The donations the refugees received were not enough. Edouard admits, “Beyond what we received from the UNHCR, we went to surrounding forests to get firewood, some to heat their pots and others to sell, without imagining the danger that this could present.” Edouard explains that it was only afterwards that the residents started lamenting that “before our arrival they had beautiful hills, but they are now being denuded because of the woodcutting by the refugees.”

In 2016, a violent confrontation caused by the cutting of trees by the refugees arose, and a refugee died. Conflict expanded in other ways as well. “The natives had marched against the policy of the UNHCR that they considered discriminatory towards them in that they did not benefit from any humanitarian assistance, yet they need it even if they are not refugees,” adds Edouard with a smile.

Peaceful resolution of disputes

Solving this issue required the intervention of several actors including UNHCR, the local administrative authorities, and the National Refugee Commission (CNR). “We were invited to the common meetings to be aware of peaceful cohabitation,” informs Edouard. Both the local administrative authorities and the heads of the refugee villages in the Lusenda camp took part in these meetings, and they committed themselves, each one as far as they were concerned, to widely spread the message by repeating it to their subordinates.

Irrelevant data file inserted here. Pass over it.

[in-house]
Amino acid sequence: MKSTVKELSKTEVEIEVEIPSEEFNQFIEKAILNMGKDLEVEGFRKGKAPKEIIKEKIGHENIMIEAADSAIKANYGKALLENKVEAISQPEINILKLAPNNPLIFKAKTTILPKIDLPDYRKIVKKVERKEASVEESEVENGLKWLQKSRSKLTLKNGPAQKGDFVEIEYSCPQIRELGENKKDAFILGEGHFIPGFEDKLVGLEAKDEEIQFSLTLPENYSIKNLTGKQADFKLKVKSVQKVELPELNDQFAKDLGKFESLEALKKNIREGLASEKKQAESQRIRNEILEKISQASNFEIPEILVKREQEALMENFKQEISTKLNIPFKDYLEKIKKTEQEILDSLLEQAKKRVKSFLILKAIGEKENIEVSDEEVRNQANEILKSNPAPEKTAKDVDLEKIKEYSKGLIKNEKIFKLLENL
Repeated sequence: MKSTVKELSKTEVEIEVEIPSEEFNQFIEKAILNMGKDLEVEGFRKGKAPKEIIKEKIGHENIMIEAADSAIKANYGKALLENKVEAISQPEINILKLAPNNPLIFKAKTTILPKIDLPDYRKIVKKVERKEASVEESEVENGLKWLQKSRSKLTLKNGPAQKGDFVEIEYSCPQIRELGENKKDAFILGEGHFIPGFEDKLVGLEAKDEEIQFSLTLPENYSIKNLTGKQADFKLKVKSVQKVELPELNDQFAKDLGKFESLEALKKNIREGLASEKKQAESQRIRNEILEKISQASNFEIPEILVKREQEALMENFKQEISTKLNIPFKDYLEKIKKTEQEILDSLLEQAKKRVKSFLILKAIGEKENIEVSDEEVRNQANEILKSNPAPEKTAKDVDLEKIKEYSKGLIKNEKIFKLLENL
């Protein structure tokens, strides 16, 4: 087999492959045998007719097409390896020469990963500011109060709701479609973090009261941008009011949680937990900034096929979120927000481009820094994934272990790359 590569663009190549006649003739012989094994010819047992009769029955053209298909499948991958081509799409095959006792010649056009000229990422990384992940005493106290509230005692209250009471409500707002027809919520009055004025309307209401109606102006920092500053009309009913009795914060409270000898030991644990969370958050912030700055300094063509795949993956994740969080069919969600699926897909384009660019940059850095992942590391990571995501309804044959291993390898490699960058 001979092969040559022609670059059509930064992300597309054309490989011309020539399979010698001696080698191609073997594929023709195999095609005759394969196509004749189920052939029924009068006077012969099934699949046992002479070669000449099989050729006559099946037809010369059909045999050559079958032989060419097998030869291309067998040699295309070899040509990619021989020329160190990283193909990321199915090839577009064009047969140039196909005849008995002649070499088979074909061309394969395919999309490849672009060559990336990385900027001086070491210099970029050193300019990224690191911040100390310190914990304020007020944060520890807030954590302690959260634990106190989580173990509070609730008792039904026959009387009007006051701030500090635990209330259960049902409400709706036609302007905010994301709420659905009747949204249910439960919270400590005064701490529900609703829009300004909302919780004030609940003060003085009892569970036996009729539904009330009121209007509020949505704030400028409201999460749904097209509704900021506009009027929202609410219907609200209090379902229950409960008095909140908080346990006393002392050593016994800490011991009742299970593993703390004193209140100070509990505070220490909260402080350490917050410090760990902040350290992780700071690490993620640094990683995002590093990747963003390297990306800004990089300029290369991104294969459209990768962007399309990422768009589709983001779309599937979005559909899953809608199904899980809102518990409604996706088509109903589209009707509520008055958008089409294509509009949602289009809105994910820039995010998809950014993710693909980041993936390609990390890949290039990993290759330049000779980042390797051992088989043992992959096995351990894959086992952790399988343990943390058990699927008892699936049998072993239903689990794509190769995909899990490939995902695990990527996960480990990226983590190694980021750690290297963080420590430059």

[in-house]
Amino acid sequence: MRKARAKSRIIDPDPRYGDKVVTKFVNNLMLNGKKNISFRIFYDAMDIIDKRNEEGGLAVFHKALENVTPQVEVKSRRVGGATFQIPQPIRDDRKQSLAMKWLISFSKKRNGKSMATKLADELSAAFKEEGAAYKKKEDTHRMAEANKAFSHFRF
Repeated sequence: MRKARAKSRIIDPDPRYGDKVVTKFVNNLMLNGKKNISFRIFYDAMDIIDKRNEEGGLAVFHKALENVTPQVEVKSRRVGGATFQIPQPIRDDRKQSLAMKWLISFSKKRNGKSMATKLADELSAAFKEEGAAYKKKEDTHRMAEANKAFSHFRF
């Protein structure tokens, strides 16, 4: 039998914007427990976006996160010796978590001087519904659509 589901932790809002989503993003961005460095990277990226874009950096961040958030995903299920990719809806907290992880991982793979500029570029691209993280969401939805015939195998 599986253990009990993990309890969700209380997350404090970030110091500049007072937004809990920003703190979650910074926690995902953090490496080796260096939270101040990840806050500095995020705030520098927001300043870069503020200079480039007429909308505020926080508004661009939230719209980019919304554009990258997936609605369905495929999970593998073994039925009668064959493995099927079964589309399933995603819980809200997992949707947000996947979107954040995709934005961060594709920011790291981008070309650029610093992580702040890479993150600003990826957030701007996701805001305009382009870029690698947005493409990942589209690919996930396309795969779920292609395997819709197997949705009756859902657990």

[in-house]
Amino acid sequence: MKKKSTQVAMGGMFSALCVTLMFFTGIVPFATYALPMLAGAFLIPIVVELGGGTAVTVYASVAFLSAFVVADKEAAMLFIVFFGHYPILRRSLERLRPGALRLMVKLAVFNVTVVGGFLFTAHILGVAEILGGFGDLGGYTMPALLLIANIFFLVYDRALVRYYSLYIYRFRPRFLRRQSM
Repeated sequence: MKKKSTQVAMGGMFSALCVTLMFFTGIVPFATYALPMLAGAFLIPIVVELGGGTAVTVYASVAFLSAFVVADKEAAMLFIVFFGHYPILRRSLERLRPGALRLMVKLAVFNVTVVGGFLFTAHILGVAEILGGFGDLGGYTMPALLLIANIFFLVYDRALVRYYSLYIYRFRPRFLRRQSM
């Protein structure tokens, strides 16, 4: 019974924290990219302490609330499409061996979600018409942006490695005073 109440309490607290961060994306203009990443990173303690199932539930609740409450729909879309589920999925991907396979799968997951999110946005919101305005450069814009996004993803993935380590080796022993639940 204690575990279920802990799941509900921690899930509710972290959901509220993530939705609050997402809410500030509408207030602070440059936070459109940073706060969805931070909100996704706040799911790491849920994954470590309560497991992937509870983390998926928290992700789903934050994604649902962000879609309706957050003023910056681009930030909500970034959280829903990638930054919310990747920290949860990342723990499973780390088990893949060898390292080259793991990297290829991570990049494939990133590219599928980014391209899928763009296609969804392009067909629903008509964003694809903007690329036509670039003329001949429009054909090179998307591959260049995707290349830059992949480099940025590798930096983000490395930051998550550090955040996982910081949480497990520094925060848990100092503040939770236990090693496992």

Strategies were employed to bring the parties involved in the conflict closer together. “Beyond prohibiting us from going to cut the woods in forests, it was organised football games in common, frequenting the same market and the same churches according to one’s religion … and it was created a structure called ‘Local Dynamics for Peace’, in the framework of which we could sit with the residents and exchange about our mutual problems, and we were forced to plant at least one tree each one at home camp,” says Nizeyimana Edouard complacently.

Edouard says that in order to solve the problem at the source, “We recommended that the UNHCR provides us with sufficient firewood to no longer suffer from food preparation difficulties, but it has never happened.”

As an alternative, some humanitarian organisations came to make the refugees aware of improved stoves. “Many refugees have obtained furnaces made of mud surrounded by a round-shaped metal with a hole of air, and using artificial embers called biomass briquette, from the mixture of goat excrement, ash mixed with lubricant and palm crumbs”, explains Edouard.

In the Lusenda camp, this kind of stove is commonly called “Ziganya” and is used to very quickly cook any kind of food. The advent of this kitchen utensil has certainly overtaken the dangerous and environmentally destructive practice of cutting wood. “Although these stoves are now locally made by refugees, not everyone has the financial means to buy them, so some still prefer to buy embers from local residents instead of going in the bush to cut the woods, and others still wait for firewood to be provided by the UNHCR in sufficient quantity”, informs Edouard. Even so, he praises the peace found in these terms: “To this day, beyond that each of us keeps his natural identity, there is no more open conflict really between us and the local residents except that where there are people, there is a possibility of conflict.”

* Photo credit: WFP/Leonora Baumann,